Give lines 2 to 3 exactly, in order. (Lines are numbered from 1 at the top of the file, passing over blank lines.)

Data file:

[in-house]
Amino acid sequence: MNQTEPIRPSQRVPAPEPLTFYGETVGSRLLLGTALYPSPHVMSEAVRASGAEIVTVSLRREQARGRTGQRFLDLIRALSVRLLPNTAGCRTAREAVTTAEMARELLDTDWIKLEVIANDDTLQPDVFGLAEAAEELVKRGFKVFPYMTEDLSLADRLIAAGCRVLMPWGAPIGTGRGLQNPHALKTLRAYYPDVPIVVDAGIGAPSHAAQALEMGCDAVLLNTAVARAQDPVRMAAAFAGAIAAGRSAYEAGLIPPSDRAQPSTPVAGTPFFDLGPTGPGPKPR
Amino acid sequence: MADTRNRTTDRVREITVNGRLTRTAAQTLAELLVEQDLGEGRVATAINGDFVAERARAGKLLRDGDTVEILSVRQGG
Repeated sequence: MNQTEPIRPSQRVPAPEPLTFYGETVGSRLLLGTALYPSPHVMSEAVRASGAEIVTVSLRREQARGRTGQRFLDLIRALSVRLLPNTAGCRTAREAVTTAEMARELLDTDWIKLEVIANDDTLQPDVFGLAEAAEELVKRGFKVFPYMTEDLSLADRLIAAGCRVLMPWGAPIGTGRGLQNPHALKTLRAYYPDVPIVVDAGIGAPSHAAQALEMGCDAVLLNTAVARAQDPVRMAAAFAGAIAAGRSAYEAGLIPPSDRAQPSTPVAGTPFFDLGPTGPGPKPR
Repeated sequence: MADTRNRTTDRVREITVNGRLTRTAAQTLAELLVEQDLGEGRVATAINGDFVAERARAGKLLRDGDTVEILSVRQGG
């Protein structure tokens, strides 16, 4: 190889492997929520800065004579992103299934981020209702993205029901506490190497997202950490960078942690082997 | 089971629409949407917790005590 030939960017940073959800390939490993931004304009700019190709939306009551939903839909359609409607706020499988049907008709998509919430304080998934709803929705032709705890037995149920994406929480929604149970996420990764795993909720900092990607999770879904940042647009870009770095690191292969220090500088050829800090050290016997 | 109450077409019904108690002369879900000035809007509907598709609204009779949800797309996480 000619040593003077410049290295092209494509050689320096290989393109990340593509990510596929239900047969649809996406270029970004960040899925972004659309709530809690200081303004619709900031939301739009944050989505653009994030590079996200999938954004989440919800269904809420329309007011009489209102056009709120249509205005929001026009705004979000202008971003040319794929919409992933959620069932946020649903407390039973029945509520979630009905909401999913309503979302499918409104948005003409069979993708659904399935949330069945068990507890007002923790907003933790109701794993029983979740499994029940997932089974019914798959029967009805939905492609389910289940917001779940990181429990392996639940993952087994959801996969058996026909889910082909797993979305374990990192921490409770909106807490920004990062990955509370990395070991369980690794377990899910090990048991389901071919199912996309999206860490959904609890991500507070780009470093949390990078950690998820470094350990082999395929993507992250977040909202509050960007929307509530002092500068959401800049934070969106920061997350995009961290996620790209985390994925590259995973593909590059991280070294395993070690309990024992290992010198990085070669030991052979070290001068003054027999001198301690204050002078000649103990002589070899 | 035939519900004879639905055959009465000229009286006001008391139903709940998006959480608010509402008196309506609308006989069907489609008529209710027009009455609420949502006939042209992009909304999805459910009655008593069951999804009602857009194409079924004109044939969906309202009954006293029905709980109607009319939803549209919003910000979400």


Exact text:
Amino acid sequence: MNQTEPIRPSQRVPAPEPLTFYGETVGSRLLLGTALYPSPHVMSEAVRASGAEIVTVSLRREQARGRTGQRFLDLIRALSVRLLPNTAGCRTAREAVTTAEMARELLDTDWIKLEVIANDDTLQPDVFGLAEAAEELVKRGFKVFPYMTEDLSLADRLIAAGCRVLMPWGAPIGTGRGLQNPHALKTLRAYYPDVPIVVDAGIGAPSHAAQALEMGCDAVLLNTAVARAQDPVRMAAAFAGAIAAGRSAYEAGLIPPSDRAQPSTPVAGTPFFDLGPTGPGPKPR
Amino acid sequence: MADTRNRTTDRVREITVNGRLTRTAAQTLAELLVEQDLGEGRVATAINGDFVAERARAGKLLRDGDTVEILSVRQGG